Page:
Novak Djokovic landed another major psychological blow over a rival ahead of the French Open, edging two gripping sets against Rafael Nadal in the quarterfinals of the Internazionali d'Italia.
Five days on from maintaining his dominant recent record against Andy Murray with a hard-fought victory in the final of the Madrid Open, Djokovic arguably stood up to an even sterner test as he recorded a seventh consecutive triumph against Nadal.
Djokovic has now won 15 sets in succession against the Spaniard, but his latest success was certainly no walk in the park as Nadal produced a fine performance of his own before going down 7-5 7-6 (7-4).
The two dominant forces in this event - reigning champion Djokovic and Nadal have shared the last 11 titles in Rome - served up a thrilling encounter on Friday, with both men operating at a high level throughout.
Nadal started the brighter and broke for a 3-2 lead when his opponent carelessly netted a forehand.
Djokovic exhibited clear frustration in his next service game, a mammoth 11-minute affair, pushing the arm of umpire Carlos Bernardes as the official investigated the mark left by a Nadal passing shot before ruling in the fifth seed's favour.
However, Djokovic soon had reason for cheer as he followed up a hard-fought hold by getting back on level terms and then moved 5-4 ahead with a sensational backhand winner, prompting gasps from an enthralled crowd.
That shot was celebrated enthusiastically by the world number one, but he was even more animated - with good reason - after clinching the opener in stunning style by demonstrating outstanding reflexes and agility at the net to accept his fourth set point in a game riddled with errors from Nadal.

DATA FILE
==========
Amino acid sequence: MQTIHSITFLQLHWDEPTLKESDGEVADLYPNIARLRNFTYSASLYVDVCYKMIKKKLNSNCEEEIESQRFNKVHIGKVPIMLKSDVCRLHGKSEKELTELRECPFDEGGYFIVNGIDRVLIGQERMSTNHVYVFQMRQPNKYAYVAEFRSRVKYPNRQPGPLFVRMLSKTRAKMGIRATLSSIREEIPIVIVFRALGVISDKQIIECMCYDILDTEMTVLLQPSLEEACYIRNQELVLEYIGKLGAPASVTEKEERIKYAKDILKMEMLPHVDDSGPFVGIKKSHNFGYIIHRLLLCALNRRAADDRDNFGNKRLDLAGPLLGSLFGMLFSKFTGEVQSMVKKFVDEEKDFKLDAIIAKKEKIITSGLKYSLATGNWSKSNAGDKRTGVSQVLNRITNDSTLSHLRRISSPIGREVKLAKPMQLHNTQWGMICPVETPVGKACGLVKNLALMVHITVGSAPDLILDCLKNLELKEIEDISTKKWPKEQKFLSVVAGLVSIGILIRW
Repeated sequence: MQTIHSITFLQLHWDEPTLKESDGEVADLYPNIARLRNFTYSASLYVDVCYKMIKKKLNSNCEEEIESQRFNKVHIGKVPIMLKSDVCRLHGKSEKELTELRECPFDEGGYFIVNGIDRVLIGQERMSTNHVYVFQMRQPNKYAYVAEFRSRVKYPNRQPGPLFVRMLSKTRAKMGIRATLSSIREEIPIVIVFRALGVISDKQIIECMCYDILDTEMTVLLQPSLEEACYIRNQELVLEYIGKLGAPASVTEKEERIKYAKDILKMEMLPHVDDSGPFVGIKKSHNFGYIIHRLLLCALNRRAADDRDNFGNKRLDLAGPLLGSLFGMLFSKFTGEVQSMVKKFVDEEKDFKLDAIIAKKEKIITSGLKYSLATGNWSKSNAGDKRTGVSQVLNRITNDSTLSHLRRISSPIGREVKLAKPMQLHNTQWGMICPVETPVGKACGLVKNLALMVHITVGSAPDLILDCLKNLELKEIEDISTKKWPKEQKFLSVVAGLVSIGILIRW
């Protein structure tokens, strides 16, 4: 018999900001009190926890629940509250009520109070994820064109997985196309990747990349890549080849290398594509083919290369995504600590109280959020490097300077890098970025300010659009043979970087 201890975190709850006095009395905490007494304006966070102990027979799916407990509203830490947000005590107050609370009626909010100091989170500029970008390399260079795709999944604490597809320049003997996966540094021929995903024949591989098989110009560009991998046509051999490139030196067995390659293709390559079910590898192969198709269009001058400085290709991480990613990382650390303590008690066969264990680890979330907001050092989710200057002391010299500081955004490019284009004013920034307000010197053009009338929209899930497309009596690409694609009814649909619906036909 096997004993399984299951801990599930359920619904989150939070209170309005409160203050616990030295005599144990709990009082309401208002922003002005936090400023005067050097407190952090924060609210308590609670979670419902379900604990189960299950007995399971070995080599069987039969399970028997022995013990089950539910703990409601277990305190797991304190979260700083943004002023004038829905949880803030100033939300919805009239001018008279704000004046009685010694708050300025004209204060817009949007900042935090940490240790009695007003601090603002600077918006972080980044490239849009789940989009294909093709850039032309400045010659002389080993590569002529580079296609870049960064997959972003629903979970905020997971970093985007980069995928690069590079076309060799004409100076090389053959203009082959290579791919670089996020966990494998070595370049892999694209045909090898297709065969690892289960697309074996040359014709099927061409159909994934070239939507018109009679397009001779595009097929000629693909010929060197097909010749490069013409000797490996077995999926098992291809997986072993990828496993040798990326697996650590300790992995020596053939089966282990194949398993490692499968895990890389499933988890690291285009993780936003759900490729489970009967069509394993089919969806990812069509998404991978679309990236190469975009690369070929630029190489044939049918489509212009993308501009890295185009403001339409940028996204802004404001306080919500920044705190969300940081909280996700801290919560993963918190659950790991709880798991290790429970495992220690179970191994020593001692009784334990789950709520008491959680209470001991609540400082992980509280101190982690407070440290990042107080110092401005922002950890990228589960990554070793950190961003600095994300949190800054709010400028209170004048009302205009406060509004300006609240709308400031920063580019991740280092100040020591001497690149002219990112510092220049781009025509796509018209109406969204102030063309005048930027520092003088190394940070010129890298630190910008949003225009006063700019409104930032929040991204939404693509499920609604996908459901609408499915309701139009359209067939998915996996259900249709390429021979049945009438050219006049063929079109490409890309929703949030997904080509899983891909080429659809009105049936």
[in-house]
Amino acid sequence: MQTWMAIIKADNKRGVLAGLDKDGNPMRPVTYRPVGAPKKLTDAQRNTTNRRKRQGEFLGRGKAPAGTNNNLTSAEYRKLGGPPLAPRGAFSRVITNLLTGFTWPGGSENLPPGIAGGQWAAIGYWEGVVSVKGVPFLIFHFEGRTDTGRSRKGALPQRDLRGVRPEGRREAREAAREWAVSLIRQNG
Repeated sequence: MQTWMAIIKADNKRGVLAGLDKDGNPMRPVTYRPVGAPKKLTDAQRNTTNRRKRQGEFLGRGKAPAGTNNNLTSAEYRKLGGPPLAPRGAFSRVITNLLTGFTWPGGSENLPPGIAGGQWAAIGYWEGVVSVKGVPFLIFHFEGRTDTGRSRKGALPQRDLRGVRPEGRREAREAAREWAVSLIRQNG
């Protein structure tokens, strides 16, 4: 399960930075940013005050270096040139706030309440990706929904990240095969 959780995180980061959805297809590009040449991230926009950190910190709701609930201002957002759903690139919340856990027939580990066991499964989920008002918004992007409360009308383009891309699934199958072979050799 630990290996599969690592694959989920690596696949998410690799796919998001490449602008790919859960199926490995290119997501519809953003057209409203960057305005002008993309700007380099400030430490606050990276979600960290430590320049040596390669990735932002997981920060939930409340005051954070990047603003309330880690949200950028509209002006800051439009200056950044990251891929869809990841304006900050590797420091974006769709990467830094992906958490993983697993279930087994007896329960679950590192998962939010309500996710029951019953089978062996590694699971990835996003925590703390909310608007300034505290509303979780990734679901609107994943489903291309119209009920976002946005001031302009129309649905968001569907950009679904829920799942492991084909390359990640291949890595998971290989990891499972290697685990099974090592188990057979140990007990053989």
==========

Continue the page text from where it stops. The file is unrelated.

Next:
To his credit, Nadal responded superbly, breaking at the start of set two and initially staying in front despite receiving treatment on an apparent problem with his left foot during a changeover.
However, with a decider looming, the Spaniard spurned five set points in the 10th game and was ruthlessly punished as Djokovic forced a forehand error and drew level at 5-5.
Djokovic duly fought back from 0-30 in the next game to hold, another brilliant backhand winner epitomising his ability to save his best for the biggest points. And fittingly, it was another stroke from that wing that wrapped up the subsequent tie-break.
Murray too good for Goffin in Rome
Andy Murray took a step closer to reaching the final for the first time by seeing off David Goffin 6-1 7-5 in Friday's last-eight contest.
Goffin headed into the quarterfinal having shocked Tomas Berdych in a 6-0, 6-0 whitewash in Rome on Thursday, but Murray proved too big of a challenge in the Eternal City.
The second seed, who also beat Goffin on clay in Great Britain's Davis Cup final victory over Belgium last year, followed a similar pattern to his win over Jeremy Chardy by racing through the first set and toughing it out in the second.
There were seven breaks of serve in total in the second, but Murray was always a class above and the Briton deservedly earned a last-four showdown with Lucas Pouille.
Goffin came out firing and some aggressive groundstrokes helped break Murray in the first game.
However, that only appeared to rile Murray who immediately levelled thanks to a couple of stunning backhands and he mixed his game up with a deft drop-shot to make it a double-break 4-1 lead.
Murray won 12 straight points to take complete control and the errors crept into Goffin's game, including a backhand into the net that gifted Murray a 5-1 lead before he duly served out the opener.
The second set was a more back-and-forth affair, with a sloppy Murray handing Goffin a 3-1 lead only to reel off three straight games to have a break lead at 4-3.
Once again Goffin hit back to level, but the Belgian's error count was rising and when he was broken for a sixth time in the match with a poorly executed drop-shot, Murray had the chance to serve for the match.
There was no end to the series of breaks, though, as Goffin tied it up again, but the Belgian's troubles on serve continued and Murray broke again in a lengthy game 11 to earn a second opportunity to serve it out.
And this time Murray got the job done, a long return from Goffin ending his resistance.